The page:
They come to the family health clinic on walk in days. Some come in pajamas. The line starts early—maybe seven a.m.—and slithers around the building and into the alley like a Midwest anaconda. Most know the drill. Doors open at seven forty-five with sign-up by eight.
Out in the alley this human snake sways to stay warm in a frosty, ten degree morning. Mothers jiggle little bullet-shaped bundles.
There are men here too. First in line could be an ex-boyfriend—add nearly twenty years. I am the tail of the snake. From here I can only make out his profile. But when we enter the clinic and he passes me to find a seat in the back, I see the many canyons on his face. I imagine he is a bricklayer or a train conductor. Perhaps a house framer. I look away, embarrassed. I know nothing of these trades.
I want to ask him what time he arrived to be first in line. But then a twinge in my gut like a rat stuck in a snake’s body. I’ve had trouble with men who are punctual, orderly. Men who want to rearrange the hours in a day. Or rearrange my sweater drawer at two a.m., because they can.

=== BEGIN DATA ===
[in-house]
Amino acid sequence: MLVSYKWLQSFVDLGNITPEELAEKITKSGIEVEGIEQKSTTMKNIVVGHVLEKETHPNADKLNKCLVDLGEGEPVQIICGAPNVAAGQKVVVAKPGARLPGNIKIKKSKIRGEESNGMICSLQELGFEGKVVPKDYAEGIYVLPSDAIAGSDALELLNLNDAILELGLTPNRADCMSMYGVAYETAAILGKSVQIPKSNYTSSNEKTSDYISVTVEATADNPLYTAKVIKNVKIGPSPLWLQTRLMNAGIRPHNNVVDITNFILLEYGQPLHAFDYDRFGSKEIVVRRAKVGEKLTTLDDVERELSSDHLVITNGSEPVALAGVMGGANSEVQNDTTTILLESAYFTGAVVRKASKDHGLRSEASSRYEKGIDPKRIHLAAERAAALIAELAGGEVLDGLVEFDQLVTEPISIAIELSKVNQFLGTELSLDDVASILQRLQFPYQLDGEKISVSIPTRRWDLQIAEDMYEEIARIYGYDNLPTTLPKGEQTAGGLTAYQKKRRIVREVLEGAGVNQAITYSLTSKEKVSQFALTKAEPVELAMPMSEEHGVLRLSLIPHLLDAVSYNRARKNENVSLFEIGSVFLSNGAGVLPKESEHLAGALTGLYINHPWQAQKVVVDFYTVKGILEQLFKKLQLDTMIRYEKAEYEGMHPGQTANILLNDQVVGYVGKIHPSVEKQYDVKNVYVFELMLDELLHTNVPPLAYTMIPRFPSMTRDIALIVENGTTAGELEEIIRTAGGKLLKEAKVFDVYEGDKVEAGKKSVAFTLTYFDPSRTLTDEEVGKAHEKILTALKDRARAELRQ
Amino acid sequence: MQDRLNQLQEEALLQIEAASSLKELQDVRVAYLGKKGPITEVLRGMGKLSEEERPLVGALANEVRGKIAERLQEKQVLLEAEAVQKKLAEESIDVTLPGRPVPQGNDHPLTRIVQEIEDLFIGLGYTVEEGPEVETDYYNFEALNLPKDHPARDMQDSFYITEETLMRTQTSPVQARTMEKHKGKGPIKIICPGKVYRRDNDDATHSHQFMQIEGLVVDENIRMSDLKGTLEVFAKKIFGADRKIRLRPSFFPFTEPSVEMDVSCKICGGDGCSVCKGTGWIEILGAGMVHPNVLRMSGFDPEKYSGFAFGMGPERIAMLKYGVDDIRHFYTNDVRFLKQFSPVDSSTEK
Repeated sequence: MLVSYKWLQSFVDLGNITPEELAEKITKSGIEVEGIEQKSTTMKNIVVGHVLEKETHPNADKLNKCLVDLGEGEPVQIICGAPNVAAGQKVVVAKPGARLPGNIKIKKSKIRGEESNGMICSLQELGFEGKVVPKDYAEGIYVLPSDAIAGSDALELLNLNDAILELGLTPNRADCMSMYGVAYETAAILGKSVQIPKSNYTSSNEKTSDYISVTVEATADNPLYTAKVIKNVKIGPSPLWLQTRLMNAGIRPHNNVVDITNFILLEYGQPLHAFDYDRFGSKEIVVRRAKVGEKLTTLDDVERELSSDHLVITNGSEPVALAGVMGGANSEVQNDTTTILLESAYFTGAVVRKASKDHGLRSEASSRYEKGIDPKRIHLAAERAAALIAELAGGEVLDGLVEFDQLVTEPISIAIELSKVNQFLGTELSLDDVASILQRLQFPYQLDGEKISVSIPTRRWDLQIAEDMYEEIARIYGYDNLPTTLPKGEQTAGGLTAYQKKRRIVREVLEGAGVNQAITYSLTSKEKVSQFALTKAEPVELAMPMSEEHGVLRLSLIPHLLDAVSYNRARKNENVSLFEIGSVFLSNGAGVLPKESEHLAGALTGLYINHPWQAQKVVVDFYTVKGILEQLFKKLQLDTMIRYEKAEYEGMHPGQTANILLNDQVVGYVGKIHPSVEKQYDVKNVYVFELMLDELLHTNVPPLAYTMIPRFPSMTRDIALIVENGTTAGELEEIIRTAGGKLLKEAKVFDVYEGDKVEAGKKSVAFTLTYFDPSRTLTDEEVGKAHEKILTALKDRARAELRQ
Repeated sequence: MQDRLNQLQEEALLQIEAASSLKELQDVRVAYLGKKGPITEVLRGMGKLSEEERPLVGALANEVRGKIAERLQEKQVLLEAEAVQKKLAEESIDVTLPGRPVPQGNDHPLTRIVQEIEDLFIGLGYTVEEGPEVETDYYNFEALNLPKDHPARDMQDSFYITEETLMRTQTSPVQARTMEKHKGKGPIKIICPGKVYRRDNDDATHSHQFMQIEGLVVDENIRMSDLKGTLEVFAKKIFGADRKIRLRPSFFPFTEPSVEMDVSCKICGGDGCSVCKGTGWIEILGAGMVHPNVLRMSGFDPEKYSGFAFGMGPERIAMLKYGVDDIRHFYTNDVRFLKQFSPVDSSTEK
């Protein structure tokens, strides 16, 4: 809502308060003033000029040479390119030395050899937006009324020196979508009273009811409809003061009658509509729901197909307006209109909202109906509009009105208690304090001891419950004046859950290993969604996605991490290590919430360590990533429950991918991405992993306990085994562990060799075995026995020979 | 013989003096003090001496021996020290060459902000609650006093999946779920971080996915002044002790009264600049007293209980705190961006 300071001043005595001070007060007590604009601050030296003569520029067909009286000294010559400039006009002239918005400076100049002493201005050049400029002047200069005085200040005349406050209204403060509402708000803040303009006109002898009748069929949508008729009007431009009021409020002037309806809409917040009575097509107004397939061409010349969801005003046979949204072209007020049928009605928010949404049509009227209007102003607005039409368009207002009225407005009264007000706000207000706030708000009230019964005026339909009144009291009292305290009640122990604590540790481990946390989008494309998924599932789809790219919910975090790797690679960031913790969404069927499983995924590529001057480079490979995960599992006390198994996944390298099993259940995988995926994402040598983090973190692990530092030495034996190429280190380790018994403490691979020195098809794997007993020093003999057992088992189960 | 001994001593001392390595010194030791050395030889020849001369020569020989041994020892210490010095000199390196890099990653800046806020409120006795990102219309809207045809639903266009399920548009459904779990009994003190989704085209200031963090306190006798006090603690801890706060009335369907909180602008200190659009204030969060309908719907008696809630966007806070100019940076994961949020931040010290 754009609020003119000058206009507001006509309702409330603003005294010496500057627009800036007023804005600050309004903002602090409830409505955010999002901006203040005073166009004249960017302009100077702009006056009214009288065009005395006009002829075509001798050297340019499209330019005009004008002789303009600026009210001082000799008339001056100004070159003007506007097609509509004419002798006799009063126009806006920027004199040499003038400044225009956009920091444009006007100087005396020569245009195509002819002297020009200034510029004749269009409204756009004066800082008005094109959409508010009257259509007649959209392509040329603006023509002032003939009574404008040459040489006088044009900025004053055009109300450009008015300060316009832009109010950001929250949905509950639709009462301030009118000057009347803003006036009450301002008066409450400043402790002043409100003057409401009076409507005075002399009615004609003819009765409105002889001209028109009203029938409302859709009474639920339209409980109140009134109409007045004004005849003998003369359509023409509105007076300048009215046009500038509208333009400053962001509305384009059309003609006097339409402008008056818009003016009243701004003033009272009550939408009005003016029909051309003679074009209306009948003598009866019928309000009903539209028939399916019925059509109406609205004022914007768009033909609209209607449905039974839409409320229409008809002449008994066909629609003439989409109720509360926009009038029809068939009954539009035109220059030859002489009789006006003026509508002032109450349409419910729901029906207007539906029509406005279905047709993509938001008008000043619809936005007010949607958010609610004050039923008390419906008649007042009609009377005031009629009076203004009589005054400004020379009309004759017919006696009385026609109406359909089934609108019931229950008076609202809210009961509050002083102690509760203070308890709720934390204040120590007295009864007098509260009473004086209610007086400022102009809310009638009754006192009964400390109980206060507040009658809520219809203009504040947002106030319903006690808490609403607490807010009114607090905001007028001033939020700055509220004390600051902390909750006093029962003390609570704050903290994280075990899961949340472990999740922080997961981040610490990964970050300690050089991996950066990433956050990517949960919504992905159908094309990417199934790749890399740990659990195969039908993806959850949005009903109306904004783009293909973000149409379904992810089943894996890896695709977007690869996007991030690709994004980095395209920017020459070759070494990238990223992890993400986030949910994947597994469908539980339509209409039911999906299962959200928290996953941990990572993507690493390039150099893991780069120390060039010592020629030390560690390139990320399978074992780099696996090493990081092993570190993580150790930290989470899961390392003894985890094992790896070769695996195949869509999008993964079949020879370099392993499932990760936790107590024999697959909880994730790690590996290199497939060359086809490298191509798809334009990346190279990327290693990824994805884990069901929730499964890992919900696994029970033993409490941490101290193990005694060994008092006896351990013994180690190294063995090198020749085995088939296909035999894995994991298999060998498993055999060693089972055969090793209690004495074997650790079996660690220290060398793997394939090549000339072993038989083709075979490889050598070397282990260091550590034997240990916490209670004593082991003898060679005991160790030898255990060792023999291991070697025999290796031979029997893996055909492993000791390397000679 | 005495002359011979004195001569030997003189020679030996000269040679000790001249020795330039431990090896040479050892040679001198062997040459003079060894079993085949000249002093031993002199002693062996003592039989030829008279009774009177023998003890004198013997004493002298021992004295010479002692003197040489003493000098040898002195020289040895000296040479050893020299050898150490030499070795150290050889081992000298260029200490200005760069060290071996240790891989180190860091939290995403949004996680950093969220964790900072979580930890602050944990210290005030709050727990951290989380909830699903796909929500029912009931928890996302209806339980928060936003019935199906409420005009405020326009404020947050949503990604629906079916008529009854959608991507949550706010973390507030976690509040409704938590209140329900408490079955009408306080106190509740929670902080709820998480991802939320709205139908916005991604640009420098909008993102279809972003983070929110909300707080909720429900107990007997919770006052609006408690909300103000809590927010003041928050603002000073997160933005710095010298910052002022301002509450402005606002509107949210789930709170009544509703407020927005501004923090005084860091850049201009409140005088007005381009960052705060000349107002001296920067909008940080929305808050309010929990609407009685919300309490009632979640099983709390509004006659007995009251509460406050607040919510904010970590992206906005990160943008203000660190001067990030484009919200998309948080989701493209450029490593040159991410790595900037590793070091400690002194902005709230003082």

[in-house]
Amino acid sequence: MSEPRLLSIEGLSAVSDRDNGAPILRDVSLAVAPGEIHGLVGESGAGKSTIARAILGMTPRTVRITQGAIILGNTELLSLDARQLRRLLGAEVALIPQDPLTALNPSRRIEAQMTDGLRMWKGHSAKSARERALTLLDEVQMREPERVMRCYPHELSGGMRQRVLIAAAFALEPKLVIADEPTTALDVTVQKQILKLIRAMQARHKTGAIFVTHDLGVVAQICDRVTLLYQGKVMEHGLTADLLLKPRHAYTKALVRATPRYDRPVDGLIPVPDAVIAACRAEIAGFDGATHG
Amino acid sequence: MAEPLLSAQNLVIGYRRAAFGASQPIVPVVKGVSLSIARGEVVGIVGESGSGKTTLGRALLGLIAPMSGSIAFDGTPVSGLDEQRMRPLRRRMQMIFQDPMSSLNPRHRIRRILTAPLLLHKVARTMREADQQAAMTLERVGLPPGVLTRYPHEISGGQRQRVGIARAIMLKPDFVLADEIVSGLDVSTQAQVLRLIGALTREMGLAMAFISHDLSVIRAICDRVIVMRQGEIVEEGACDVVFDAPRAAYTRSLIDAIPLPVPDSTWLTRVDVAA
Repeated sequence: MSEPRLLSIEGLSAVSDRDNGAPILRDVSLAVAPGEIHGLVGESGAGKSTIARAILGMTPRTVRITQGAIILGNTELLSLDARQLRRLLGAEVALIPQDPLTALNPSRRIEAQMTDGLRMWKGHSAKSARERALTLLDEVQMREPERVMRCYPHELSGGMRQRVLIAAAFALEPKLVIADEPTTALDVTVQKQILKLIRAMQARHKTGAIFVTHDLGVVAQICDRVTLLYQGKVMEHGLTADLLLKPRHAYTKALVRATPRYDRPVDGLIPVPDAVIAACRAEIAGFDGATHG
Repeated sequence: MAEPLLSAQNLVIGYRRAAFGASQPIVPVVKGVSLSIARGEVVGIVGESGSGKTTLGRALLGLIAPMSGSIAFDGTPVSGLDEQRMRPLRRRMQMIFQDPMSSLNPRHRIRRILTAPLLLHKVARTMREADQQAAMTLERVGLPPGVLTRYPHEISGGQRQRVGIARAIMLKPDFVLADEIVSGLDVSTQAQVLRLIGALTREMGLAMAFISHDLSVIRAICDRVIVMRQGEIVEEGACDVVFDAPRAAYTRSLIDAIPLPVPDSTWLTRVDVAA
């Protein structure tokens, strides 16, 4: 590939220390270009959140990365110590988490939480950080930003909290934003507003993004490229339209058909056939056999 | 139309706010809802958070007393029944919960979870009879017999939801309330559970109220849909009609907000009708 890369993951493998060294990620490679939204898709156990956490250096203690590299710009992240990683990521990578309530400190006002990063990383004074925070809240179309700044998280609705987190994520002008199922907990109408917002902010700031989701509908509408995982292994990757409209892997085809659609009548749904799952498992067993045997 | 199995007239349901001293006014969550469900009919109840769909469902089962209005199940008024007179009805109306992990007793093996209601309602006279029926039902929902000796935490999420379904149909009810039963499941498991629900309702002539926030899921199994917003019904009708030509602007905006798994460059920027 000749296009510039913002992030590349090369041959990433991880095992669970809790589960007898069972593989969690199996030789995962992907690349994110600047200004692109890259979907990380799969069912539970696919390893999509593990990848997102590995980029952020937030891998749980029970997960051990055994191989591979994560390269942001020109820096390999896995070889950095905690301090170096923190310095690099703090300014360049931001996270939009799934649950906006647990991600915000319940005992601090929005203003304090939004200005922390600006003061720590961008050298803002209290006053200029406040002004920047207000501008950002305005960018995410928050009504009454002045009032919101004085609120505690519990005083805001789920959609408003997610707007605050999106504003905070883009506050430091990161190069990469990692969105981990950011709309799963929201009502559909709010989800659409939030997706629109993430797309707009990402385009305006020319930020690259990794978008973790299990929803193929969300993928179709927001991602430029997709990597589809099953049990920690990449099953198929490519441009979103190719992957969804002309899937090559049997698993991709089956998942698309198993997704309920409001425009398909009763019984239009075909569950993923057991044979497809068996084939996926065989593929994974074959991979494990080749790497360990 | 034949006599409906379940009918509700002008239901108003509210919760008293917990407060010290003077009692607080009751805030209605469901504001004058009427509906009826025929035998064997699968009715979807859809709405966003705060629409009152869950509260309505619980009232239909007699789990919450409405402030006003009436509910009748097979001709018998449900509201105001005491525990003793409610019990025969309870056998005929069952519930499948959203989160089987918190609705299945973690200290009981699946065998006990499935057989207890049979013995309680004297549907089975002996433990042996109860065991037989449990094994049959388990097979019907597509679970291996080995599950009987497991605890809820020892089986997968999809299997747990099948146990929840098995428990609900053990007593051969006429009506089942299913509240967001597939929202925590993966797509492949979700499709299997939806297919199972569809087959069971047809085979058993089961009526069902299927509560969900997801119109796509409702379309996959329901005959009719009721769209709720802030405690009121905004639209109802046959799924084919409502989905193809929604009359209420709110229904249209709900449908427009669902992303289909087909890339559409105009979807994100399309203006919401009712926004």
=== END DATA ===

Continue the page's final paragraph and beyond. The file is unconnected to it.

I glance at his scorched canyon face again. Did his wife chide him this morning for leaving unnecessarily early? But she must know him by now.
I am number 17. I hold the plastic tag between the sleeves of my sweatshirt. I am not proud like these mothers. I am here for myself, no one else.
Number one, jolts the receptionist. Without looking directly at me, Canyon Face walks towards the counter, taking a last second detour around my row of chairs. I sit like an endcap in a grocery, but I do not want to advertise myself.
He leans in. Nice hollyhocks.
I am not the only one with embroidered flowers creeping up my pant leg. Hadn’t guessed he could be a gardener.
The sun rises late in Michigan’s January. A thin line of light seeps from a window and travels across the tile floor towards me. As number 17, I will not be seen today at the clinic. I set my tag on a chair. I walk six blocks to a flower shop, but it opens at ten a.m. I am just a woman in cheap jeans, face pressed against a glass window.